Army Medical Corps

As a health care professional with the U.S. Army Reserve, you’ll be exposed to new techniques, procedures and points of view. You’ll also gain knowledge and skills that you’ll be proud to take home to your own practice.


Army ROTC nurse cadets may qualify for scholarships and other additional benefits to help start gaining the valuable career and leadership skills of an officer in the Army Nurse Corps.

Army Medicine

As a member of the U.S. Army health care team you will do what you do best — use your professional skills and best judgment to provide a full spectrum of patient care. You’ll provide this expert care in facilities that are second to none, using equipment and procedures that are often more advanced than their private-sector counterparts.

Along with offering competitive pay and comprehensive benefits, the U.S. Army health care team supports and encourages your continued learning. If you’re ready to specialize or pursue an advanced degree, we have a number of programs than can help. You may qualify to receive tuition, pay and allowances that will let you focus your attention on learning. And if you have nursing school loans to repay, the Active Duty Health Professions Loan Repayment Program may help you repay up to $120,000 of those loans.

The U.S. Army health care team offers one more important benefit. You may choose active duty or serve in the U.S. Army Reserve.  As a nurse and an officer on the U.S. Army Reserve health care team, you can continue to work in your own community and serve when needed. In addition to providing you with some great benefits, your experience here will enhance your career and enrich your life.

When we say you can expect more from a U.S. Army Nursing career, we mean it. To find out more,
contact a recruiter

Army Nurse Corps

Nurse Benefits

When you become a nurse and an officer in the Army, you’ll enjoy competitive pay and a comprehensive benefits package that includes low- or no-cost medical, dental and life insurance, generous retirement plan options, exciting educational opportunities, financial incentives and much more.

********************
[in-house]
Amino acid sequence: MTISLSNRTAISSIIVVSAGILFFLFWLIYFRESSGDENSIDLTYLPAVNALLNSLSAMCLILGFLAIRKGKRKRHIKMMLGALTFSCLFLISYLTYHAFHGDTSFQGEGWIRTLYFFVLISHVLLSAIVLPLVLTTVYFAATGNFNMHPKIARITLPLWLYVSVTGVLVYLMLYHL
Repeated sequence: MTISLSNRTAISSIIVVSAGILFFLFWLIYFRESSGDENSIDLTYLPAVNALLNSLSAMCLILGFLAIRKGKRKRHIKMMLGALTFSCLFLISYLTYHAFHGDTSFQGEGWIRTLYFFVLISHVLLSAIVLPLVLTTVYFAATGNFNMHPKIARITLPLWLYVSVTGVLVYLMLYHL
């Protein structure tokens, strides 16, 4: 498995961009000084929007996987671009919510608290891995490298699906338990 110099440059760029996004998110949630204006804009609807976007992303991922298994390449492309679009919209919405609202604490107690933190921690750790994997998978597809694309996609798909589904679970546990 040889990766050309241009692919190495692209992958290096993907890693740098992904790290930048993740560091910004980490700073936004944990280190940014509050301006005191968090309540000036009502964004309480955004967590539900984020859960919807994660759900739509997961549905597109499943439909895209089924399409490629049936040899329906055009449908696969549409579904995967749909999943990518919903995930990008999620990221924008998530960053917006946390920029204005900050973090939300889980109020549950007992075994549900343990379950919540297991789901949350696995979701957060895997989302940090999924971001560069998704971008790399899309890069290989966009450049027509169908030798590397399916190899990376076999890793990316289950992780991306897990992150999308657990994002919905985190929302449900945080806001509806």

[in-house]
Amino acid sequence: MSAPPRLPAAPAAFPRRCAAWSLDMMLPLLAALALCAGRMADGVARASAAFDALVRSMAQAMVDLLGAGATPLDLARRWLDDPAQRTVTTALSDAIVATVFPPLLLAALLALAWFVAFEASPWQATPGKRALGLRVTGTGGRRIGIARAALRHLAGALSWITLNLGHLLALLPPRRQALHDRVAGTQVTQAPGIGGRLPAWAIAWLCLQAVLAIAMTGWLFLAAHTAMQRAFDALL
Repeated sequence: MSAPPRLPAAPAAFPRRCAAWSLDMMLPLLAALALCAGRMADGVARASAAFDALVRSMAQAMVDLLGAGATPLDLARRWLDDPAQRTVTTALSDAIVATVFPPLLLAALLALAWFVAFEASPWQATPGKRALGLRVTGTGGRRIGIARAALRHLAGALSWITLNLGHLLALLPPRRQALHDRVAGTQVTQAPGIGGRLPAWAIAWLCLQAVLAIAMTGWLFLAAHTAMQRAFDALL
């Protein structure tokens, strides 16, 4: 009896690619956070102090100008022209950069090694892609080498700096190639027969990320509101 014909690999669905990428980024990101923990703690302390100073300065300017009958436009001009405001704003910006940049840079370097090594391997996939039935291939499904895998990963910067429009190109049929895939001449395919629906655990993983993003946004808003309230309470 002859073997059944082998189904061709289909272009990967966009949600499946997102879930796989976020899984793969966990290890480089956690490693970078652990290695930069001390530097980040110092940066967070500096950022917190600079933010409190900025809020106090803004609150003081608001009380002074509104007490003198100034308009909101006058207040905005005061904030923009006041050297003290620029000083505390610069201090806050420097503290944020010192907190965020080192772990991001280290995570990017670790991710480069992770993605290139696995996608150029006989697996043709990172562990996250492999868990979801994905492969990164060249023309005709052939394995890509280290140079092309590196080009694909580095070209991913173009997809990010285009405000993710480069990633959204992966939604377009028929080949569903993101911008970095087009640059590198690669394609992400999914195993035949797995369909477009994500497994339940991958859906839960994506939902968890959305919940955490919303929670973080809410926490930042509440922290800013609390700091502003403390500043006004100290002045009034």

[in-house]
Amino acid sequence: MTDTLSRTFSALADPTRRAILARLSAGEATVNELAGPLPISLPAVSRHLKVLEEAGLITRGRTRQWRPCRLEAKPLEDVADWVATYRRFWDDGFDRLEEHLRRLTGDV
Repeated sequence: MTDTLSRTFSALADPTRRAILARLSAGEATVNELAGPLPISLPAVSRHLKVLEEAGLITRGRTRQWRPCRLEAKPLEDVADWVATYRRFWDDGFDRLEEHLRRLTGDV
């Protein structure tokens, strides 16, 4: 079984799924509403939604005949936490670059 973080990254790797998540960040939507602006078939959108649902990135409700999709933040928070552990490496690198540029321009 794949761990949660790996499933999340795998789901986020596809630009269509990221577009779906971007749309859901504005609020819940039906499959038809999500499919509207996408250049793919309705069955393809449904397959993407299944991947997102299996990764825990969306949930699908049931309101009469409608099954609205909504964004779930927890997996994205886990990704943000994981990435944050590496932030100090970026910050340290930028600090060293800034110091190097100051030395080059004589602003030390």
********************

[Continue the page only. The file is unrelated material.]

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ROTC Nursing cadet examines a child

Nursing Jobs & Careers

The U.S. Army has positions available in many specialties, including obstetrics/gynecology, critical care, nurse anesthesia, community health, psychiatric/behavioral health, and perioperative nursing, as well as advanced practice nursing roles such as nurse practitioners, clinical nurse specialist, nurse midwives and nurse anesthetists.

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Nurse Profiles

Meet some of the dedicated professionals currently in the Army Nurse Corps.

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Army Medical Nurse Corps

What is the Army Nurse Corps?

An integral component of the U.S. Army health care team, our nurses work in close collaboration with talented physicians, pharmacists, dietitians, therapists and other healthcare professionals to help us provide the care our Soldiers and their families deserve.

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Army Strong Stories



  • tattoo help

    11.26.2015 - I've been wanting to join the army for a few years now But couldnt because i have a small tattoo on the side of my neck....

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    11.26.2015 - Cpt I'm sorry I didn't attend.  I'm ready now I'm worthy

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  • Career Info

    11.25.2015 - I know i have been asking alot of questions,but this one is really important,and PLEASE with all due respect do'not talk...